I far prefer investing in blend ETFs, as I haven't found a compelling reason to tilt or weight my portfolio more heavily toward growth or value stocks. I pulled out a selection of blend funds from each of the four brokers I recommend, and compared offerings for each segment side-by-side across brokers. Some offer a couple of options in each category, so I chose the ETF with the lowest expense ratio in those instances.

Click to Zoom
Core blend ETFs from Fidelity, Schwab, Vanguard, and TD Ameritrade
I highlighted the lowest cost fund in each segment, but take that with a grain of salt. I love Schwab for having the absolute lowest-cost is most cases, but although the iShares funds from Fidelity are often the most expensive, the difference is mostly negligible. For example, a 0.07% expense ratio for the iShares ITOT isn't going to massively impact your returns in comparison to Schwab's 0.04% SCHB ER. They're both incredibly low. Schwab's strategy seems to be to undercut Vanguard by 0.01% wherever they can, and it seems to be paying off as Schwab has amassed healthy assets for most of their offerings. Note: VSS is mostly an international developed markets small-mid ETF, but does contain a small amount of emerging markets holdings.

So which brokers are best for buy-and-hold ETF investors? I highly recommend Schwab (from personal long-time experience, including their customer service) and Vanguard. TD Ameritrade offers most of Vanguard's ETFs commission-free, but I love Vanguard and would generally prefer to have access to their full selection plus Vanguard's generally lower commission structure.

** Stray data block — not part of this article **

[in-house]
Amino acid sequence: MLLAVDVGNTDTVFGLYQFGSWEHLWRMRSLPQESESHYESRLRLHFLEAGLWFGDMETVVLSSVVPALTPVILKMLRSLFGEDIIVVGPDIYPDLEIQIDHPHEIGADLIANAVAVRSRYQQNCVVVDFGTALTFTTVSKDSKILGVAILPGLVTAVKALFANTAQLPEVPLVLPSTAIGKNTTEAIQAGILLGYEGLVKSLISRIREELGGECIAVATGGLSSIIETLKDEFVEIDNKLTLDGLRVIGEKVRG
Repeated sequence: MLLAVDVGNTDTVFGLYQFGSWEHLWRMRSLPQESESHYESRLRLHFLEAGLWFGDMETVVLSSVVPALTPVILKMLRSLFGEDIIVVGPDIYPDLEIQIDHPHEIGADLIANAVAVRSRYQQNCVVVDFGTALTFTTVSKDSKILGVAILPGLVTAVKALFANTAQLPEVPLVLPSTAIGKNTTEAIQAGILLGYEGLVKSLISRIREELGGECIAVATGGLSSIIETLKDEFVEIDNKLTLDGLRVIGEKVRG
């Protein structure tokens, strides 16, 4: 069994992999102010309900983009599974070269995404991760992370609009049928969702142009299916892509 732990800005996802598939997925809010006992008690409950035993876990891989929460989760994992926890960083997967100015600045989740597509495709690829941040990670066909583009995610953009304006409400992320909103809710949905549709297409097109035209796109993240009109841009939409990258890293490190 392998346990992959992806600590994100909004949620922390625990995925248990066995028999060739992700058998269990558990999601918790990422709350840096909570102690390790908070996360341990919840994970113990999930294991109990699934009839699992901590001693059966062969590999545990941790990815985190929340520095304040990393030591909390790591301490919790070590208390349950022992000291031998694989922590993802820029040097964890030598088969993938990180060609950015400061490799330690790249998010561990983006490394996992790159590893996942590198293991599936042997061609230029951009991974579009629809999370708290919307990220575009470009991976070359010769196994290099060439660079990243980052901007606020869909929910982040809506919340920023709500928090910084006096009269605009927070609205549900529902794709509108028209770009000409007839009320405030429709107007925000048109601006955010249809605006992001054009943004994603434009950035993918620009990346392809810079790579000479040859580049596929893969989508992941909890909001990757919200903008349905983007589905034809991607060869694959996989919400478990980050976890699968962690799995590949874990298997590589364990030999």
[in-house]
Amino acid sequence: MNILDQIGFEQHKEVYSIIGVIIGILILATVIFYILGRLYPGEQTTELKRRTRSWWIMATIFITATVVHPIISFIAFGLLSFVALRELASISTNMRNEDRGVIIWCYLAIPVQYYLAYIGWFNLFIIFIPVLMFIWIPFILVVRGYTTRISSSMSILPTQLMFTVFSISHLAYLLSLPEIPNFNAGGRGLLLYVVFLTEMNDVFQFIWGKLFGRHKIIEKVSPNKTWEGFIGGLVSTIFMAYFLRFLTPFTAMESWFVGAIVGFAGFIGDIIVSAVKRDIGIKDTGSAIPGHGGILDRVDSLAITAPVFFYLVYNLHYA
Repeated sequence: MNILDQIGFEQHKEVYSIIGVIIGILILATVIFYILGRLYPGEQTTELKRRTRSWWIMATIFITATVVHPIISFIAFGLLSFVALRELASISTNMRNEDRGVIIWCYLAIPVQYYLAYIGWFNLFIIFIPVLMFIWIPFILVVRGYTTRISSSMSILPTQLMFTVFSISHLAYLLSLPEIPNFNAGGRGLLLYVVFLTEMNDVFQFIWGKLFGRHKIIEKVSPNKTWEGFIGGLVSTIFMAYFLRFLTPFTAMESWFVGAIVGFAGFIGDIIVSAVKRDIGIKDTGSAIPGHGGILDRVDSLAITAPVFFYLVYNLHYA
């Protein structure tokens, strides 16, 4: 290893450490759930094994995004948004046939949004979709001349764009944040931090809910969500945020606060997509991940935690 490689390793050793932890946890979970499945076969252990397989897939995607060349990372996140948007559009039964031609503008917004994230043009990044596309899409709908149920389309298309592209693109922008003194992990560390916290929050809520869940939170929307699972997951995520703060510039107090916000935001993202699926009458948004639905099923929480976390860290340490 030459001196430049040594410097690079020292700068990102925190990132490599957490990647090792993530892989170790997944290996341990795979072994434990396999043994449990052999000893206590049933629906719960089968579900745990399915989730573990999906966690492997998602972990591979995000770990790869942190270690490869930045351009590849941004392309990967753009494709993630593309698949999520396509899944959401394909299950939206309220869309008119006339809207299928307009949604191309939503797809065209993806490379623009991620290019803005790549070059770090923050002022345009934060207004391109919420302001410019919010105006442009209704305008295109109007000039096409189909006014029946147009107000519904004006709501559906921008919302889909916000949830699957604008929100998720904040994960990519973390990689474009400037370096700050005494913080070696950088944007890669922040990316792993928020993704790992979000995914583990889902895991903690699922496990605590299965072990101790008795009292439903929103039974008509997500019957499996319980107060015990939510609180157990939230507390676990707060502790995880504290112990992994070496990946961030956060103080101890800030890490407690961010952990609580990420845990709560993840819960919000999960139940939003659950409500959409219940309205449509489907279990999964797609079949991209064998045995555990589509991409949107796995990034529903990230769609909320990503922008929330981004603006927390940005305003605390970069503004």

Fidelity's iShares selection is excellent, but once you get outside the most mainstream ETF categories, I have a hard time justifying the higher expense ratios. That said, if you trade individual stocks frequently, Fidelity's $7.95/trade is on the lower end.

Keep early exit fees in-mind. I'm focusing on buy-and-hold here, but if for any reason you need to sell a commission-free ETF early, both Fidelity and TD Ameritrade charge early exit fees if you sell within 30 days of purchase ($7.95 and $19.99 respectively). Schwab and Vanguard do not.

Honorable mention: TradeKing (now the 6th largest broker in the U.S.) doesn't offer any commission-free choices, but their flat commission rate is $4.95/trade. If you trade a lot of individual equities or can't be limited to the fund families offered by the four big boys above, the low flat-rate might make sense for you. They're also fantastic if you occasionally trade options.